There was an interesting exchange this past week between economists Paul Krugman and Russ Roberts. It's instructive on two levels. First, as many folks have noted, Krugman uses his Nobel Prize and more serious work as cover for vulgar Keynesianism and a steadfast refusal to acknowledge that his views do not reflect "settled" economic science in the Times.
Roberts deconstructs Krugman's recent effort to - I'm not making this up - defend his belief in Keynesian economics notwithstanding the lack of evidence that Keynesian economics works. (Apparently, some "correspondents" had written asking "Paul, why are you so sure of yourself when there is no evidence that your ideas have actually worked ?")
As Roberts points out, Krugman does this by noting that there is evidence for some of the assumptions underlying the Keynesian view and evidence that monetary policy will work which Krugman asserts must mean that fiscal policy will work - a proposition that is not self evident. Even I know that there are critiques of Keynesian fiscal stimulus that might not apply to monetary contractions and expansions, e.g., the idea that the public is aware that stimulus must ultimately be paid for. Roberts points out that Krugman cites studies that support his views and ignores those that don't (observing in a later response to Roberts that "everyone" agrees with his assessment of certain studies - a facially unlikely assertion.)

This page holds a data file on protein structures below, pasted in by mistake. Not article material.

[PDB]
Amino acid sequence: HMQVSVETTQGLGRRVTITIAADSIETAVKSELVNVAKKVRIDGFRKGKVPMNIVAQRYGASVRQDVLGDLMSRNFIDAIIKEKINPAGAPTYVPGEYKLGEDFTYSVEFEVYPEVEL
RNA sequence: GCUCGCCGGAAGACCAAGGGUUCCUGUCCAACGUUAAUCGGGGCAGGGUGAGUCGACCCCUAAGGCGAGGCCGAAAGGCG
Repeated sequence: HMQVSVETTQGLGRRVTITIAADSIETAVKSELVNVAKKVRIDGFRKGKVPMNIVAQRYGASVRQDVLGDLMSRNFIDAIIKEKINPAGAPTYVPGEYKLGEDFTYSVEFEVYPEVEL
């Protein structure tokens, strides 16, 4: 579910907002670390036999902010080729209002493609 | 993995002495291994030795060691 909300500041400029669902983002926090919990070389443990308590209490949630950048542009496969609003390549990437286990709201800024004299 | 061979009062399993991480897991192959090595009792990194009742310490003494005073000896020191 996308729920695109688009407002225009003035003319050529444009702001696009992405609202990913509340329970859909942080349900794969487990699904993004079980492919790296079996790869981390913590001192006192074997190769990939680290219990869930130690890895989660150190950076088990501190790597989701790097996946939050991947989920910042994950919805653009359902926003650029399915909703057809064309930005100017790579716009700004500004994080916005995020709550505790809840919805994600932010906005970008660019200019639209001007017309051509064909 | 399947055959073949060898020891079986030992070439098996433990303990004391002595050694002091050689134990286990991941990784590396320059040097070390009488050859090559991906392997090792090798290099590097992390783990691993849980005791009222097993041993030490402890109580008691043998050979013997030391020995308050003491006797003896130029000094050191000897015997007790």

None of this is new. Krugman's writing in the Times is routinely savaged in the economic blogs - often by citing his own work against him. Roberts goes on, however, to make a second point. He says that, given that the evidence for Keynesian theory is mixed and inconclusive, most economists choose to support it or opposed based on pre-existing ideological views.
Krugman takes umbrage at this, saying "he's just trying to figure this out." He argues that, while conservatives believe in small government as an end in itself, liberals don't believe that big government is instrinsically good.
I think Krugman misses the point. Conservatives are generally motivated by epistemological modesty. We tend to distrust the ability of the government to solve problems from the top down. Liberals tend to want to make the world anew by applying the expertise of people like - well, like Paul Krugman; Ivy Leaguers with some kind of training in symbolic analysis. (Yeah, I know I fall into that category too which ought to give my liberal readers pause.)
Krugman, of course, is familiar with the history of the progressive movement and the Hayekian critique of it, but he can't let that get in the way of dismissing his opponents as misbegotten.
Roberts makes one more point. A priori ideological commitments are not simply biases. They are generally rooted in judgments about the way in which the world works. In the social sciences and law, there is really no such thing as a scholar who -as one of my Marquette colleagues once said - pronounces from the Olympian heights. It is inconceivable that anyone who spends any significant period of time thinking about what social scientists and lawyers think about will not form some judgments about the world.